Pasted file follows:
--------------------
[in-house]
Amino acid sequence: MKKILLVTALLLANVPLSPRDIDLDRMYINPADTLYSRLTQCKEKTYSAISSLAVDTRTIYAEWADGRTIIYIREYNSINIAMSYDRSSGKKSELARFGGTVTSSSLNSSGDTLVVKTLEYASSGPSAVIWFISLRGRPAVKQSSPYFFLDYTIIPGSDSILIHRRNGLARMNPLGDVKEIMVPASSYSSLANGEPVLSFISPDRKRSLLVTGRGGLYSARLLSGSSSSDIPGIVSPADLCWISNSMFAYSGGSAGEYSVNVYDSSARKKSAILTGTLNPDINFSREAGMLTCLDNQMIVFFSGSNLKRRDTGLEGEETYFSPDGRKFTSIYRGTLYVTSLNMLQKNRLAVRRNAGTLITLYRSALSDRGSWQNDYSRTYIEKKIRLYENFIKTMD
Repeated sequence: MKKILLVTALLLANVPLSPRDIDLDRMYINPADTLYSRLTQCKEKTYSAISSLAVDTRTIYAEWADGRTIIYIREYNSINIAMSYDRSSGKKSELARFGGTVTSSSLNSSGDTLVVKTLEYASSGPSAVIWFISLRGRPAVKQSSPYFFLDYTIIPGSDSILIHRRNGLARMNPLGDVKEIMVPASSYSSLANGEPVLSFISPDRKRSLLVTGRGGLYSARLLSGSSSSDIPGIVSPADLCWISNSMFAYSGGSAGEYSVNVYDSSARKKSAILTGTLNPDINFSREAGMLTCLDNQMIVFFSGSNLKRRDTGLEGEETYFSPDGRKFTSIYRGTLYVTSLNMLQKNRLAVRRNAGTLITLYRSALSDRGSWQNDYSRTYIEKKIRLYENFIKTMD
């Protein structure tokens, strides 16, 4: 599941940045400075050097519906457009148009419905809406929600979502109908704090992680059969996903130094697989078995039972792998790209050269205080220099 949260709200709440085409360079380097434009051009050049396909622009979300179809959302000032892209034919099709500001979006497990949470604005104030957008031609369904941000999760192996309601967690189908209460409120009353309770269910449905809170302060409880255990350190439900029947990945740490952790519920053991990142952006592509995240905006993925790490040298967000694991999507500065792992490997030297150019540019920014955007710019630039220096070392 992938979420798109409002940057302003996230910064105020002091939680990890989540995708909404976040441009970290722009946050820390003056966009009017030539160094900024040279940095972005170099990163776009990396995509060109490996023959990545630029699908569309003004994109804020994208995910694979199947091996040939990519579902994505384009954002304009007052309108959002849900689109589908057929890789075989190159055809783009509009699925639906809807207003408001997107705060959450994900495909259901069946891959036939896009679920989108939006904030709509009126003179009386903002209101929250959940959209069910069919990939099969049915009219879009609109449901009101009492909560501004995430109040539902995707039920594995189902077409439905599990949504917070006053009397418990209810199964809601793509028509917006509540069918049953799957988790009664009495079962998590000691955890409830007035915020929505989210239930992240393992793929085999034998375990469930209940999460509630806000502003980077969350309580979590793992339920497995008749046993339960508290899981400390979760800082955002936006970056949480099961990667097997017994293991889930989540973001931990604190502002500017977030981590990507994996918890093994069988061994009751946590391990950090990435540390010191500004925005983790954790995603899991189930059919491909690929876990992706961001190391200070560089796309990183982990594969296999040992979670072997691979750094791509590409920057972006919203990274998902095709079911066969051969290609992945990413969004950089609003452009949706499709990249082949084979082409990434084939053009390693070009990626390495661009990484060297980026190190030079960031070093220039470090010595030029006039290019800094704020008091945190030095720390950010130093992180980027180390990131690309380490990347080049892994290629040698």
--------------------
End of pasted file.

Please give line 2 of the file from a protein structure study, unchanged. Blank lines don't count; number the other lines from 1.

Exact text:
Amino acid sequence: MKKILLVTALLLANVPLSPRDIDLDRMYINPADTLYSRLTQCKEKTYSAISSLAVDTRTIYAEWADGRTIIYIREYNSINIAMSYDRSSGKKSELARFGGTVTSSSLNSSGDTLVVKTLEYASSGPSAVIWFISLRGRPAVKQSSPYFFLDYTIIPGSDSILIHRRNGLARMNPLGDVKEIMVPASSYSSLANGEPVLSFISPDRKRSLLVTGRGGLYSARLLSGSSSSDIPGIVSPADLCWISNSMFAYSGGSAGEYSVNVYDSSARKKSAILTGTLNPDINFSREAGMLTCLDNQMIVFFSGSNLKRRDTGLEGEETYFSPDGRKFTSIYRGTLYVTSLNMLQKNRLAVRRNAGTLITLYRSALSDRGSWQNDYSRTYIEKKIRLYENFIKTMD